Petersen said that imec should formally commission its AttoLab high NA tool emulator in the summer. That will allow it to prepare for 2023, when the first high NA laboratory, a joint venture between ASML and imec will come online.
‘We hope to get about a year and a half of work done, and in that time, we can help that ecosystem develop,’ Petersen said.
Yet he is unable to predict which materials might ultimately be successful. ‘Every solution is on the table,’ he emphasised. ‘We’re in uncharted territory right now. It took over 10 years to go from the first ASML EUV scanner to the production tools. And now we’re trying to do that in three years, with the high NA tool. That’s monumental. That’s the magnitude of the problem that we have. And that’s the reason for our laboratory.’
Fouquet says that as well as getting access to ASML’s 0.55 NA EXE5000 prototype tools through the demo lab, some of the first customers will be shipped them in 2023. The tools should be qualified in 2024-2025, with high volume manufacturing situation in 2025-2026. ‘This range also matches our own capability to ramp those tools,’ Fouquet said. ‘It is always two, three years at ASML to reach the number of tools you need to support complete volume production.’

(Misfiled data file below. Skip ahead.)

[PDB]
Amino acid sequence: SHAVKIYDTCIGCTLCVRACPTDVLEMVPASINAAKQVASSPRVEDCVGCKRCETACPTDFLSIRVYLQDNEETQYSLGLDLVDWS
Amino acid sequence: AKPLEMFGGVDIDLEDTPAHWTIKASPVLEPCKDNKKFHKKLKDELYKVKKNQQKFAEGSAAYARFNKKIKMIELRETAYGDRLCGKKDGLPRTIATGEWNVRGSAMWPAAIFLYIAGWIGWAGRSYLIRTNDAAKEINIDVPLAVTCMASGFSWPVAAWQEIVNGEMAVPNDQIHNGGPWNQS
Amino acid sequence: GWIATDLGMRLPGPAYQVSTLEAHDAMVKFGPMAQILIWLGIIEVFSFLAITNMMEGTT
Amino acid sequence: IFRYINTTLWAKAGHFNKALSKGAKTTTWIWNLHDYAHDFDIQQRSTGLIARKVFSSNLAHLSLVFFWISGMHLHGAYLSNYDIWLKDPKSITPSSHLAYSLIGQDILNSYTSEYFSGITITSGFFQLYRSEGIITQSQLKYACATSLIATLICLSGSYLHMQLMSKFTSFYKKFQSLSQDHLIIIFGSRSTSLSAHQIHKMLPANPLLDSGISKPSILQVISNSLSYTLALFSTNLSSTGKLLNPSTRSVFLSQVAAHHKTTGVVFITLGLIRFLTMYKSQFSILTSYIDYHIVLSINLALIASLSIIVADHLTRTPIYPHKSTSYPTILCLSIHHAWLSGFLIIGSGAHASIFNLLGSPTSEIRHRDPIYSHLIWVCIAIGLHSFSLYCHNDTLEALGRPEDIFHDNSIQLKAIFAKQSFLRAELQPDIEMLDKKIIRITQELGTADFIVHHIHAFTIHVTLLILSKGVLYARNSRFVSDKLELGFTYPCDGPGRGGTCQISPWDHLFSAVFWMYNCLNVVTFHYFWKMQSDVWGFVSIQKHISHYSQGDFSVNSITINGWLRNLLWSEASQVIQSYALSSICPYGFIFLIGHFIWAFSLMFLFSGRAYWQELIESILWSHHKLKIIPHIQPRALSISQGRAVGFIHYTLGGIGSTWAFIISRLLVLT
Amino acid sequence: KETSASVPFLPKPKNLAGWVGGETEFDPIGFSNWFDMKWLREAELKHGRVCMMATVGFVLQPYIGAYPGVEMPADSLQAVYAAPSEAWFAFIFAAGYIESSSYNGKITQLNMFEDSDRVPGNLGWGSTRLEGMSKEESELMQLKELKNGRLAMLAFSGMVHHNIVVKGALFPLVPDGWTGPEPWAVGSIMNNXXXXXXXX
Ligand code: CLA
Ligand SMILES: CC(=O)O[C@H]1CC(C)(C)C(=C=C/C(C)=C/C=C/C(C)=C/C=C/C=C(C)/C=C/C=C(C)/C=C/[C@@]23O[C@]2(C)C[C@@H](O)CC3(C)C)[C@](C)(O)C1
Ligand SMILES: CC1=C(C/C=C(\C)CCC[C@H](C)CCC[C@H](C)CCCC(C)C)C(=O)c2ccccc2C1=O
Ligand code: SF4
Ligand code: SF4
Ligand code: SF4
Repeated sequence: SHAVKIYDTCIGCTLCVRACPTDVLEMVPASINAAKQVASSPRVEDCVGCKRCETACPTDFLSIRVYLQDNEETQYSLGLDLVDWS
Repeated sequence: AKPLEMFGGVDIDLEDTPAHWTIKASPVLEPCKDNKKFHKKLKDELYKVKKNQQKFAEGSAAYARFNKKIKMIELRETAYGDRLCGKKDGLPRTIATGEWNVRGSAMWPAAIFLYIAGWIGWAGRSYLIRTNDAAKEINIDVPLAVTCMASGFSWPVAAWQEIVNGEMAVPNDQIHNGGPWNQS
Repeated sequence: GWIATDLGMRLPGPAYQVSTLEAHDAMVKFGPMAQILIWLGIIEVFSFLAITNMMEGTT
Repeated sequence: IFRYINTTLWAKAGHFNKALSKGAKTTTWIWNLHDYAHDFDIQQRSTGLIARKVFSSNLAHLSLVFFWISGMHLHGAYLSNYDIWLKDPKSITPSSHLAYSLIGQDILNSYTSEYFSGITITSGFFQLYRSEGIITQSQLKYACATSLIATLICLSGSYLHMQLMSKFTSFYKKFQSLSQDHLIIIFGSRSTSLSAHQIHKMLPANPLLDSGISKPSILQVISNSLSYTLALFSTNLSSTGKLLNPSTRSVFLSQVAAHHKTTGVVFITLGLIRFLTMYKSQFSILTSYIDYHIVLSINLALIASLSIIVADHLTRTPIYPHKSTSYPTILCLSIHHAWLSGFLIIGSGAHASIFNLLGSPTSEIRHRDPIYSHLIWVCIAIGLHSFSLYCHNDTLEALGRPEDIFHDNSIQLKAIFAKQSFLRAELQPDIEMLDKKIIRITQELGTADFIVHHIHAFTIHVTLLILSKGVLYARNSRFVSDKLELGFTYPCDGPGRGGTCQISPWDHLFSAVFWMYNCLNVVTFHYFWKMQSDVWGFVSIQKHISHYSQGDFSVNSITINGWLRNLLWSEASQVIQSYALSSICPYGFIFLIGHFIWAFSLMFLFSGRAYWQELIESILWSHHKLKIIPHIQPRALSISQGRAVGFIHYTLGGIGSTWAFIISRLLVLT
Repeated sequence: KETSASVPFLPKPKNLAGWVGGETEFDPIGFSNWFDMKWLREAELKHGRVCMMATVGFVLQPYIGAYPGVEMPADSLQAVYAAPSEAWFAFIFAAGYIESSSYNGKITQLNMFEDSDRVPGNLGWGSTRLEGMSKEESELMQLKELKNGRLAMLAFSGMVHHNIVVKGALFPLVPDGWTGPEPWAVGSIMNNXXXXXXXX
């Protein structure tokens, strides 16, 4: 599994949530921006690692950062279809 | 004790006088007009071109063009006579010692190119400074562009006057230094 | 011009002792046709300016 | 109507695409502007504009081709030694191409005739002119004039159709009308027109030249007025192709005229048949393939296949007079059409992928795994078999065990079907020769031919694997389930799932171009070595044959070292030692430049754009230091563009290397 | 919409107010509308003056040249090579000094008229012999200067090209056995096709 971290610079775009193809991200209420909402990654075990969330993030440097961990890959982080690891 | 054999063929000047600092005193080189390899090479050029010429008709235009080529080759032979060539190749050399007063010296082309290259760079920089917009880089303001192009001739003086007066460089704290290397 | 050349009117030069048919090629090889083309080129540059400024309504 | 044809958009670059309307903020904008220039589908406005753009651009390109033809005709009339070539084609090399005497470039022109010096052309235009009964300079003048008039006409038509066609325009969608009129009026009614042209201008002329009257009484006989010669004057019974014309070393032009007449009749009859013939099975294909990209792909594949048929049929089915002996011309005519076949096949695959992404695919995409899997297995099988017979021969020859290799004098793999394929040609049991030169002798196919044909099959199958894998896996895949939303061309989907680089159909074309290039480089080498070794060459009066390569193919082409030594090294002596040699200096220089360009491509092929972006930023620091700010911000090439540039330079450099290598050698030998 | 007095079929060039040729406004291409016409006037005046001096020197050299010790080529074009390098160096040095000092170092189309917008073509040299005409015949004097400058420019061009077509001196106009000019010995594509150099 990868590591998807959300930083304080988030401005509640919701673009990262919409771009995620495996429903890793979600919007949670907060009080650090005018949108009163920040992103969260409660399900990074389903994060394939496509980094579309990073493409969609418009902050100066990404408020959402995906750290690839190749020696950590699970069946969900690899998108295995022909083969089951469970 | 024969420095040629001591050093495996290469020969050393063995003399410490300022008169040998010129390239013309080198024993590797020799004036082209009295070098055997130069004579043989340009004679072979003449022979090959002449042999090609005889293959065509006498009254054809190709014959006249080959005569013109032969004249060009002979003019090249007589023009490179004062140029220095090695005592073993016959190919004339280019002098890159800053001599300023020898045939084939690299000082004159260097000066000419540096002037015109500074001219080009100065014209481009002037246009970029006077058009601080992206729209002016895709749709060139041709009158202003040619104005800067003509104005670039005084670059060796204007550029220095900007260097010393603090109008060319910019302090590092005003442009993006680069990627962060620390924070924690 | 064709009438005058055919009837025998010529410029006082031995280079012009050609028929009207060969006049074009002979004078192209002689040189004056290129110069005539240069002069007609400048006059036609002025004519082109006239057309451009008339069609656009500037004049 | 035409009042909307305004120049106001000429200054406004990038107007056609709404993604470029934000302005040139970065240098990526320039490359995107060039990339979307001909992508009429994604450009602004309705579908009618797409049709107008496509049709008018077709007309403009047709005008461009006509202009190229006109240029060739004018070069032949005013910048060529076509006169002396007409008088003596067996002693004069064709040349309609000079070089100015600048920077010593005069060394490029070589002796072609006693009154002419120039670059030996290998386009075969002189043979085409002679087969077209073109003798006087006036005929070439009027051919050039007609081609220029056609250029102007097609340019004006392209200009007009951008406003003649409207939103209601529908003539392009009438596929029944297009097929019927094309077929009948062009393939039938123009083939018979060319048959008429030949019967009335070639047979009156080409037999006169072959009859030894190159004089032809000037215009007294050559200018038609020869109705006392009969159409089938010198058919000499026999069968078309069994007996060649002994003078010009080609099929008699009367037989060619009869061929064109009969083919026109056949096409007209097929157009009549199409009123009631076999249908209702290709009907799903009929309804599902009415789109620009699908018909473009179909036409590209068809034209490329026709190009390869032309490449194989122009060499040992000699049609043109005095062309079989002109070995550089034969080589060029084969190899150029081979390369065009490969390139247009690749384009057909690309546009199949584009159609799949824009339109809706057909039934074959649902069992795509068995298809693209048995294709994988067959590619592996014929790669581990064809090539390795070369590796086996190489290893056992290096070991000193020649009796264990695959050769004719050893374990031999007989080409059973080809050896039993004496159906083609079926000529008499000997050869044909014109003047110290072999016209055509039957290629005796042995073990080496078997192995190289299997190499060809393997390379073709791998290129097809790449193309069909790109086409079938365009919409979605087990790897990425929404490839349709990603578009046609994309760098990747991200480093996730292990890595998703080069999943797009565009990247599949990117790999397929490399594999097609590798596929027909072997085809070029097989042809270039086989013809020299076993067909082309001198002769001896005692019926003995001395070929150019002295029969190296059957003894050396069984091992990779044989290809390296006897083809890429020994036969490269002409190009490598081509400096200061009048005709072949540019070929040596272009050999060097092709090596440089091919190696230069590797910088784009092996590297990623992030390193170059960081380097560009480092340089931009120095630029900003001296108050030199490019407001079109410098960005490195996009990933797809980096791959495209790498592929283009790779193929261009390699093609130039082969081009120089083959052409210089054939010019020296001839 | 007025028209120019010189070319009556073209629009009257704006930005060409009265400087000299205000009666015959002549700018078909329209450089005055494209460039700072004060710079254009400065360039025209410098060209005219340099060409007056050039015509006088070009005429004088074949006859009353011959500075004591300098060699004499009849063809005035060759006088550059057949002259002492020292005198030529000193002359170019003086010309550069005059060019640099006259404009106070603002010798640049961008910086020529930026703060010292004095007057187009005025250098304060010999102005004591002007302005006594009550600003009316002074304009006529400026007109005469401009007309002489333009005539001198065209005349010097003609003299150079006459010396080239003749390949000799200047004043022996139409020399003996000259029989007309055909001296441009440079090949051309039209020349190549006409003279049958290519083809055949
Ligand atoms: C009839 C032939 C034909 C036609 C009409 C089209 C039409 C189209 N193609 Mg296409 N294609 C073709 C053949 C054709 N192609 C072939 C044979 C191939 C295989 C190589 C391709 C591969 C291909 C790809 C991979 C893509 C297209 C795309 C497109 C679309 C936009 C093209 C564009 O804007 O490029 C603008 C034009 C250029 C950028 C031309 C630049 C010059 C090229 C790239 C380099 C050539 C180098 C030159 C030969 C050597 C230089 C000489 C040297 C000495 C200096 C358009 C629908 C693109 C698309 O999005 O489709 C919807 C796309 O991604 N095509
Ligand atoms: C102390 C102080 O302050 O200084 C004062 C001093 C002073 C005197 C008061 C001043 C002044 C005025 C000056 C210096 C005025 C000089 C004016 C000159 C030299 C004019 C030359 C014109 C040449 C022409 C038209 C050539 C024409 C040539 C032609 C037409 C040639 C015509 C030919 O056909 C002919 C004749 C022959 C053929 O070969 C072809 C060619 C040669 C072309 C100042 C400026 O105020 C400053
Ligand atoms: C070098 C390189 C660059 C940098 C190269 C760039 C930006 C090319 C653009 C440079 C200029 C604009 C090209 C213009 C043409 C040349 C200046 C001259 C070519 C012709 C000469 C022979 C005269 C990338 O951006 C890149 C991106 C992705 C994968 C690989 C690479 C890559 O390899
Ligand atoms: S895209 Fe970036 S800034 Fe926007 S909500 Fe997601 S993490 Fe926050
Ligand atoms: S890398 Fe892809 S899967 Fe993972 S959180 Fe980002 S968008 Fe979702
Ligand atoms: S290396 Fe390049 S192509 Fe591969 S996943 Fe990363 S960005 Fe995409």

He believes reducing the number of masks chipmakers use will be strong motivation for them to adopt the tools quickly.
‘They have learned to deal with more complex processes, but these usually come at the cost of defect density performance,’ he said. ‘When they qualify high NA, and they believe that the tool is ready, reliable and economically viable, then of course, they will want to remove this complexity.’
That will be possible rapidly because it was only the unusually unique challenge of developing the EUV source that slowed adoption. ‘It took us a long time at ASML to reach the right productivity level,’ said Fouquet. ‘It took us many, many years to go to 250W, which was the threshold to make EUV economically viable. Now, the source is there. What we have to do is get the optics, get the platform, the stages, put it together and reach the right level of availability. But that’s much more of an evolutionary step than introducing EUV was.’
He stressed that the close connection between the current generation of EUV lithography tools with 0.33 NA and the new high generation will help this processs.
‘High NA will benefit from all the work we have done in the last few years on EUV,’ he said. ‘As a result, we expect smoother insertion at our customers.’
Fouquet added the current and upcoming platforms will then be able to support semiconductor manufacturing for a long time. ‘We have ideas to extend the technology,’ he said. ‘It took us a while to come to this platform. Now we see it being a very important component of the industry for at least the next 10 to 15 years.’